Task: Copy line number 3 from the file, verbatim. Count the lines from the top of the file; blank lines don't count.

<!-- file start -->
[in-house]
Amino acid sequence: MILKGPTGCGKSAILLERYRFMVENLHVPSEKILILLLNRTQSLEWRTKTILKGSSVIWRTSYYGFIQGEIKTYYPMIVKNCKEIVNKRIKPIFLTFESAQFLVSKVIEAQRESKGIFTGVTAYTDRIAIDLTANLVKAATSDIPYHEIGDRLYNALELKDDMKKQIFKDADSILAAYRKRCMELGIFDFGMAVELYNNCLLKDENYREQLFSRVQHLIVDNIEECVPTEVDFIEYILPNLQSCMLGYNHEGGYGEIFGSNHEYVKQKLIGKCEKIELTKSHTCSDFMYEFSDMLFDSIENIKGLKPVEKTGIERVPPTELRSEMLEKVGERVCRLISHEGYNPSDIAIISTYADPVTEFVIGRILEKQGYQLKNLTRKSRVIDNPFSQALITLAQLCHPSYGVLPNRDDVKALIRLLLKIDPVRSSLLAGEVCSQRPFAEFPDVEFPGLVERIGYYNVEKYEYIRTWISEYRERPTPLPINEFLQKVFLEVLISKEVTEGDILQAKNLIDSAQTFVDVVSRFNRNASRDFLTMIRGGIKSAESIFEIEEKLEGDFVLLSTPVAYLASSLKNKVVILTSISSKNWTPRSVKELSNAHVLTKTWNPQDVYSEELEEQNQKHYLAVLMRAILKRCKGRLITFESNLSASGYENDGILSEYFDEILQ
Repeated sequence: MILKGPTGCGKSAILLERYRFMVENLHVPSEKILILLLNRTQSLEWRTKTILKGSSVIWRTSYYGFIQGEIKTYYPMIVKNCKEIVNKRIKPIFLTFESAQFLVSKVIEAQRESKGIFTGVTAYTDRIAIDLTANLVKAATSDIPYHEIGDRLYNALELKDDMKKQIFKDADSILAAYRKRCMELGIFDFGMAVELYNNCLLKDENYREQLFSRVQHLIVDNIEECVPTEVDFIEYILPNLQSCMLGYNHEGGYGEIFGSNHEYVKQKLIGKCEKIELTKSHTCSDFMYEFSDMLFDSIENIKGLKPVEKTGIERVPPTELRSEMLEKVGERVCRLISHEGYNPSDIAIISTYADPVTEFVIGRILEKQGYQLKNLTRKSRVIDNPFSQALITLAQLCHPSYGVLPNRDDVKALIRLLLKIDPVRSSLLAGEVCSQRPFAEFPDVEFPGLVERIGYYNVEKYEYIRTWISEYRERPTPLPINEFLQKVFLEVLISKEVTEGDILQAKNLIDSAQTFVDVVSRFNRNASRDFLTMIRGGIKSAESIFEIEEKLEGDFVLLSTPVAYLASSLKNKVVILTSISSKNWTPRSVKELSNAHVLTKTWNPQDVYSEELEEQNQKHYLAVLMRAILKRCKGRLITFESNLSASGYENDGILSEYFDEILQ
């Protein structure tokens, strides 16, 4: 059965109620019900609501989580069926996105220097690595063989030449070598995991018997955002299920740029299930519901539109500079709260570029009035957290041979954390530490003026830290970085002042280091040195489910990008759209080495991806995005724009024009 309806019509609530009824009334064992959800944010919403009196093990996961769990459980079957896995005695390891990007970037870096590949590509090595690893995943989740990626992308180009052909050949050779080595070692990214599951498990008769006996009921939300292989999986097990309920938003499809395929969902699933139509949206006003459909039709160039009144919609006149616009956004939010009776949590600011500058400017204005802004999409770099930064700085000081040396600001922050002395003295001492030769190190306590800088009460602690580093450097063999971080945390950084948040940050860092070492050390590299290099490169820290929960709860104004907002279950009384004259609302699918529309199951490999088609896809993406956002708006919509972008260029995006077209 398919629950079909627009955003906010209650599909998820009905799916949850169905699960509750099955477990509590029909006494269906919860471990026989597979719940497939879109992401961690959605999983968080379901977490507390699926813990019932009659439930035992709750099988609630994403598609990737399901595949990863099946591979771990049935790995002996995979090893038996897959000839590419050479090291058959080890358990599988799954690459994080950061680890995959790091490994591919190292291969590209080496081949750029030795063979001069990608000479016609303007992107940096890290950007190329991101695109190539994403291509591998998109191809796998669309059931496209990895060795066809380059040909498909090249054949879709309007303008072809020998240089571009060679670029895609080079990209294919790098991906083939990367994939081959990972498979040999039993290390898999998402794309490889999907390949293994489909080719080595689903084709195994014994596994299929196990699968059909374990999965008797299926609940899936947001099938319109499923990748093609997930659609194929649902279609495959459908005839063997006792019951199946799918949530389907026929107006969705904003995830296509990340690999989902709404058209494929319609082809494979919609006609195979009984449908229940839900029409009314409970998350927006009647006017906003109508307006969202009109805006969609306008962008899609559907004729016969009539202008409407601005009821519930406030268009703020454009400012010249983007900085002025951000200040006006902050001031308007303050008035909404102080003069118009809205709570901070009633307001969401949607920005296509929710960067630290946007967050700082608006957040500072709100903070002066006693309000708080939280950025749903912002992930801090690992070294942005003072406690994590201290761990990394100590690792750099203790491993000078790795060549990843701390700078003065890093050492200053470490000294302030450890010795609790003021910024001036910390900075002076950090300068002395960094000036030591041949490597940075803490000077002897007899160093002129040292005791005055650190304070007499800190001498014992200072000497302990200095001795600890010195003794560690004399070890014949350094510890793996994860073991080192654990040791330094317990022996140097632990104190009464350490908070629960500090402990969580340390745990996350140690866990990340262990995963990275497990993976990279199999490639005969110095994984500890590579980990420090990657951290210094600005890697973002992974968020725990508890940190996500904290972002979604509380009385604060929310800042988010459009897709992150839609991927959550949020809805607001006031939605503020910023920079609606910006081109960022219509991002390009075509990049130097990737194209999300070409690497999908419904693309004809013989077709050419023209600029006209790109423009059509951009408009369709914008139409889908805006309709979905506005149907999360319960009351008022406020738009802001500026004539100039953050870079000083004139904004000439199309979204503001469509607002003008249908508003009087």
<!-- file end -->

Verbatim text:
Repeated sequence: MILKGPTGCGKSAILLERYRFMVENLHVPSEKILILLLNRTQSLEWRTKTILKGSSVIWRTSYYGFIQGEIKTYYPMIVKNCKEIVNKRIKPIFLTFESAQFLVSKVIEAQRESKGIFTGVTAYTDRIAIDLTANLVKAATSDIPYHEIGDRLYNALELKDDMKKQIFKDADSILAAYRKRCMELGIFDFGMAVELYNNCLLKDENYREQLFSRVQHLIVDNIEECVPTEVDFIEYILPNLQSCMLGYNHEGGYGEIFGSNHEYVKQKLIGKCEKIELTKSHTCSDFMYEFSDMLFDSIENIKGLKPVEKTGIERVPPTELRSEMLEKVGERVCRLISHEGYNPSDIAIISTYADPVTEFVIGRILEKQGYQLKNLTRKSRVIDNPFSQALITLAQLCHPSYGVLPNRDDVKALIRLLLKIDPVRSSLLAGEVCSQRPFAEFPDVEFPGLVERIGYYNVEKYEYIRTWISEYRERPTPLPINEFLQKVFLEVLISKEVTEGDILQAKNLIDSAQTFVDVVSRFNRNASRDFLTMIRGGIKSAESIFEIEEKLEGDFVLLSTPVAYLASSLKNKVVILTSISSKNWTPRSVKELSNAHVLTKTWNPQDVYSEELEEQNQKHYLAVLMRAILKRCKGRLITFESNLSASGYENDGILSEYFDEILQ